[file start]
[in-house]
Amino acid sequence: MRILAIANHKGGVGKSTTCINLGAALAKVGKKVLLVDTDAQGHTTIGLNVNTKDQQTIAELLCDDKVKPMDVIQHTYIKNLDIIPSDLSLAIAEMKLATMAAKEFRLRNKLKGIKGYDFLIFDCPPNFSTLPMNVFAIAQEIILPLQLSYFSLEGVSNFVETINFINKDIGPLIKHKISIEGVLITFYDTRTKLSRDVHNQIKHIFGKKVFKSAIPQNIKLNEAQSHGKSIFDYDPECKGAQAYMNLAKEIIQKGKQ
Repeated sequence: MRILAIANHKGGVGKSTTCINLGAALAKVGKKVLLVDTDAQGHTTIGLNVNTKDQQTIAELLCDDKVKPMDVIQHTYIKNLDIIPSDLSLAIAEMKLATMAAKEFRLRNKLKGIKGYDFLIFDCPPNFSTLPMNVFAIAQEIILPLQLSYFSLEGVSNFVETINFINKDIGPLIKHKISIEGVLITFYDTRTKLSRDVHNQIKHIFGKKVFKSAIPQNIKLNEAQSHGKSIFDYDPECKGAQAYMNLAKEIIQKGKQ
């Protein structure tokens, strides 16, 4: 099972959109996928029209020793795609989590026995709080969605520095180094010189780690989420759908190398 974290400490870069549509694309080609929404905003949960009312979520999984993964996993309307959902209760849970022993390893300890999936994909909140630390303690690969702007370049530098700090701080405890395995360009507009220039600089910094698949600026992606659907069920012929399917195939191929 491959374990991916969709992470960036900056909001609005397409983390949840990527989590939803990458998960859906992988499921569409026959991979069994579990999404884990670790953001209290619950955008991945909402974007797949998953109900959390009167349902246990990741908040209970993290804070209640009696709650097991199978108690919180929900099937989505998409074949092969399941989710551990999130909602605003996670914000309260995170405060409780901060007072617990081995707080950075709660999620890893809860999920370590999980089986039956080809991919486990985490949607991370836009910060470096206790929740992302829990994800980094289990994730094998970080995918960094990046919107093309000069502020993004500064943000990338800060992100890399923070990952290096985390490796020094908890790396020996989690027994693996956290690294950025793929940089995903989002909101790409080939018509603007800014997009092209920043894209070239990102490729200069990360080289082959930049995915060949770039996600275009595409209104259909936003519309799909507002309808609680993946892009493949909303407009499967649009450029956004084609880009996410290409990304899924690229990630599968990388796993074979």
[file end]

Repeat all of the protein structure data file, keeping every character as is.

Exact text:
[in-house]
Amino acid sequence: MRILAIANHKGGVGKSTTCINLGAALAKVGKKVLLVDTDAQGHTTIGLNVNTKDQQTIAELLCDDKVKPMDVIQHTYIKNLDIIPSDLSLAIAEMKLATMAAKEFRLRNKLKGIKGYDFLIFDCPPNFSTLPMNVFAIAQEIILPLQLSYFSLEGVSNFVETINFINKDIGPLIKHKISIEGVLITFYDTRTKLSRDVHNQIKHIFGKKVFKSAIPQNIKLNEAQSHGKSIFDYDPECKGAQAYMNLAKEIIQKGKQ
Repeated sequence: MRILAIANHKGGVGKSTTCINLGAALAKVGKKVLLVDTDAQGHTTIGLNVNTKDQQTIAELLCDDKVKPMDVIQHTYIKNLDIIPSDLSLAIAEMKLATMAAKEFRLRNKLKGIKGYDFLIFDCPPNFSTLPMNVFAIAQEIILPLQLSYFSLEGVSNFVETINFINKDIGPLIKHKISIEGVLITFYDTRTKLSRDVHNQIKHIFGKKVFKSAIPQNIKLNEAQSHGKSIFDYDPECKGAQAYMNLAKEIIQKGKQ
């Protein structure tokens, strides 16, 4: 099972959109996928029209020793795609989590026995709080969605520095180094010189780690989420759908190398 974290400490870069549509694309080609929404905003949960009312979520999984993964996993309307959902209760849970022993390893300890999936994909909140630390303690690969702007370049530098700090701080405890395995360009507009220039600089910094698949600026992606659907069920012929399917195939191929 491959374990991916969709992470960036900056909001609005397409983390949840990527989590939803990458998960859906992988499921569409026959991979069994579990999404884990670790953001209290619950955008991945909402974007797949998953109900959390009167349902246990990741908040209970993290804070209640009696709650097991199978108690919180929900099937989505998409074949092969399941989710551990999130909602605003996670914000309260995170405060409780901060007072617990081995707080950075709660999620890893809860999920370590999980089986039956080809991919486990985490949607991370836009910060470096206790929740992302829990994800980094289990994730094998970080995918960094990046919107093309000069502020993004500064943000990338800060992100890399923070990952290096985390490796020094908890790396020996989690027994693996956290690294950025793929940089995903989002909101790409080939018509603007800014997009092209920043894209070239990102490729200069990360080289082959930049995915060949770039996600275009595409209104259909936003519309799909507002309808609680993946892009493949909303407009499967649009450029956004084609880009996410290409990304899924690229990630599968990388796993074979």